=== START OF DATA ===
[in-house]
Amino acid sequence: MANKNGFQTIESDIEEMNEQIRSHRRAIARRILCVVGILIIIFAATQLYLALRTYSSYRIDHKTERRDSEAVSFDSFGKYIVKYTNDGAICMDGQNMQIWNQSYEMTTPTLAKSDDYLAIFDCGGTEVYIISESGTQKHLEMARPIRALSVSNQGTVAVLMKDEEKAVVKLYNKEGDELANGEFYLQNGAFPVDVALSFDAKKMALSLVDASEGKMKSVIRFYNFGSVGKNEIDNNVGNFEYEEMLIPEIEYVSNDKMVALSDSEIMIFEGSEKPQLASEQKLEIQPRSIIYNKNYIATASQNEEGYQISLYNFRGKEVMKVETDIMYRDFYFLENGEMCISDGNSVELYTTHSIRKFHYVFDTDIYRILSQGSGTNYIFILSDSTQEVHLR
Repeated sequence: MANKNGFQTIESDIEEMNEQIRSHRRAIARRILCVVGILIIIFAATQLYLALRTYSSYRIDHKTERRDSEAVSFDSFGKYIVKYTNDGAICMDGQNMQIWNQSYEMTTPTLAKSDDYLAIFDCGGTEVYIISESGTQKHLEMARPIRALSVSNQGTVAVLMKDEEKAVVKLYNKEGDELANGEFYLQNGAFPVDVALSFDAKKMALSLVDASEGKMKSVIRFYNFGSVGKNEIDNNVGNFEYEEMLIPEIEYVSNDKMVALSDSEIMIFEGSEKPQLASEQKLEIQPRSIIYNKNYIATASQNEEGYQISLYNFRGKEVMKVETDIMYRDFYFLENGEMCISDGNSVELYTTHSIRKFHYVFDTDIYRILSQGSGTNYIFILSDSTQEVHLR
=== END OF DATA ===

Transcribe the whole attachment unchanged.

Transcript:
[in-house]
Amino acid sequence: MANKNGFQTIESDIEEMNEQIRSHRRAIARRILCVVGILIIIFAATQLYLALRTYSSYRIDHKTERRDSEAVSFDSFGKYIVKYTNDGAICMDGQNMQIWNQSYEMTTPTLAKSDDYLAIFDCGGTEVYIISESGTQKHLEMARPIRALSVSNQGTVAVLMKDEEKAVVKLYNKEGDELANGEFYLQNGAFPVDVALSFDAKKMALSLVDASEGKMKSVIRFYNFGSVGKNEIDNNVGNFEYEEMLIPEIEYVSNDKMVALSDSEIMIFEGSEKPQLASEQKLEIQPRSIIYNKNYIATASQNEEGYQISLYNFRGKEVMKVETDIMYRDFYFLENGEMCISDGNSVELYTTHSIRKFHYVFDTDIYRILSQGSGTNYIFILSDSTQEVHLR
Repeated sequence: MANKNGFQTIESDIEEMNEQIRSHRRAIARRILCVVGILIIIFAATQLYLALRTYSSYRIDHKTERRDSEAVSFDSFGKYIVKYTNDGAICMDGQNMQIWNQSYEMTTPTLAKSDDYLAIFDCGGTEVYIISESGTQKHLEMARPIRALSVSNQGTVAVLMKDEEKAVVKLYNKEGDELANGEFYLQNGAFPVDVALSFDAKKMALSLVDASEGKMKSVIRFYNFGSVGKNEIDNNVGNFEYEEMLIPEIEYVSNDKMVALSDSEIMIFEGSEKPQLASEQKLEIQPRSIIYNKNYIATASQNEEGYQISLYNFRGKEVMKVETDIMYRDFYFLENGEMCISDGNSVELYTTHSIRKFHYVFDTDIYRILSQGSGTNYIFILSDSTQEVHLR